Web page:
You don't look before you leap


Respecting the trademark landscape

We’ve talked about automatic trademark rights versus more powerful registration benefits. Now it’s time to talk about how to make sure you’re not infringing on anyone else’s trademark rights.

I can’t stress how important this is: you need to respect other brands and their trademark rights. If someone else has an active or pending trademark registration similar to yours, you want to be aware of that. ESPECIALLY if you’re still in the idea phase of your branding and want to identify potential trademarks that aren’t already “taken” so to speak.

Google searching and buying up domain names is great and all. But you need to check the trademark database first or else you’re asking for trouble down the road.

Don’t forget to run a strong search

You may be familiar with this trademark database already. If not, here’s a quick summary to bring you up to speed.

The United States Patent and Trademark Office (AKA the “USPTO”) has an online database where you can find trademark registration filings. It’s completely free. When you run a search for a specific word or phrase, you’ll see a results page for every application that matches your search. The database will indicate whether the trademark is registered or not, if it’s still pending or has been abandoned, and if there’s a dispute going on with it.

This database is a pretty amazing tool. But lots of business owners get confused, misled, or tripped up at this point.

When you run a trademark search, there are three big traps you can fall into:

  1. Analyzing the results is tricky. What does “live” or “dead” mean? What if you find your trademark listed but the company sells something different? How different is a words-only trademark from a logo trademark? And how significant is it that a similar trademark is in a different “class” as yours?
  2. It’s not just about the database. In order to have strong trademark rights, your brand needs to be distinctive. If the name is pretty generic or just describes what your business does, then that really weakens your rights. Even if you don’t see your trademark listed, that doesn’t necessarily give you the right to have “dibs” on your brand.
  3. Don’t ignore similar names. As great as the trademark database is, the search functionality is pretty basic. It often requires running multiple advanced searches to make sure you’ve located all similar trademarks.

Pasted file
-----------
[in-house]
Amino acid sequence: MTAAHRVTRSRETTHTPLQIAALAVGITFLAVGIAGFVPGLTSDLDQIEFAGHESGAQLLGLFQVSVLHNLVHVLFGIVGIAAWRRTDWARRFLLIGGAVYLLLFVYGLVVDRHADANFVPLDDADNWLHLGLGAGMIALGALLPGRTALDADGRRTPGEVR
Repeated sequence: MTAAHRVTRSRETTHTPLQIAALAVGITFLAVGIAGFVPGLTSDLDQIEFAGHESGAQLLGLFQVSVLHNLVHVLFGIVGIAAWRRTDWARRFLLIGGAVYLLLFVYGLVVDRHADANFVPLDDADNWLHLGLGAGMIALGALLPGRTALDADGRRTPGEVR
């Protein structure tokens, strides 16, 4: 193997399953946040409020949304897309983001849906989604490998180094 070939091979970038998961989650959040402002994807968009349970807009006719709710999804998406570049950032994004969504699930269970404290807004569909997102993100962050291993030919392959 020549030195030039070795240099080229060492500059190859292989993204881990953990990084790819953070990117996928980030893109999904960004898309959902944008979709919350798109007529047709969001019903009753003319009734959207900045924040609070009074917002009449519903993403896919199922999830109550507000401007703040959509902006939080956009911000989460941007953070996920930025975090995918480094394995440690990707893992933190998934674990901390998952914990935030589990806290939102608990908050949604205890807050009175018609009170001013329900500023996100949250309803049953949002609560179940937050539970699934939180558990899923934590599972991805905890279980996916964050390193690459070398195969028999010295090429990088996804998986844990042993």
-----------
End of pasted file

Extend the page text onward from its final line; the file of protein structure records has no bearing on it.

Out of these three risks, the third one tends to cause the most trouble.

Watch out for confusingly similar trademarks.

It’s a blessing and a curse at times, but a trademark registration comes with pretty WIDE coverage.

When you secure a federal trademark registration, that’s a BIG deal. It means that you have exclusive rights nationwide to that trademark.

But there’s more.

It also means you have exclusive rights to anything “confusingly similar” to that trademark. And what might be considered “confusingly similar” is broader than you think.

If someone starts using a business name, logo, slogan, etc. that is similar to yours — even if it’s not the exact same — they could still be infringing on your rights.

That’s because trademark infringement boils down to one thing: a likelihood of confusion.

If someone knows your brand and sees this other brand, is there a chance the person might think the two are related and coming from the same business? Or that you two are working in connection with each other?

This is awesome news for the owners of registered trademarks. They get to enjoy these expansive trademark rights.

But if your trademark isn’t registered, this presents some serious challenges.

You want to make sure that your respecting the existing registrations on the database.

And not just any that are exact matches of your trademark.

Why a simple search ISN’T ENOUGH

You need to run a more comprehensive search so that you find trademarks that the trademark office might consider confusingly similar.

I’m stressing this point because it matters. One of the biggest reasons for a trademark application to be refused is because the trademark office concluded it was too similar to an existing trademark.

If there are existing trademark registrations that will likely prevent you from securing that registration, you don’t want to waste all that time, money, and energy on an application that’s doomed to fail anyways (the fees are not refundable).

And yes, this is why Indie Law ALWAYS runs a comprehensive search before submitting a trademark application for our clients.

Failing to understand the importance of a trademark clearance search — and why it should be comprehensive — is one of the biggest mistakes a business owner can make.

But there’s one last mistake that’s bigger than all of them. Click below to find out what it is.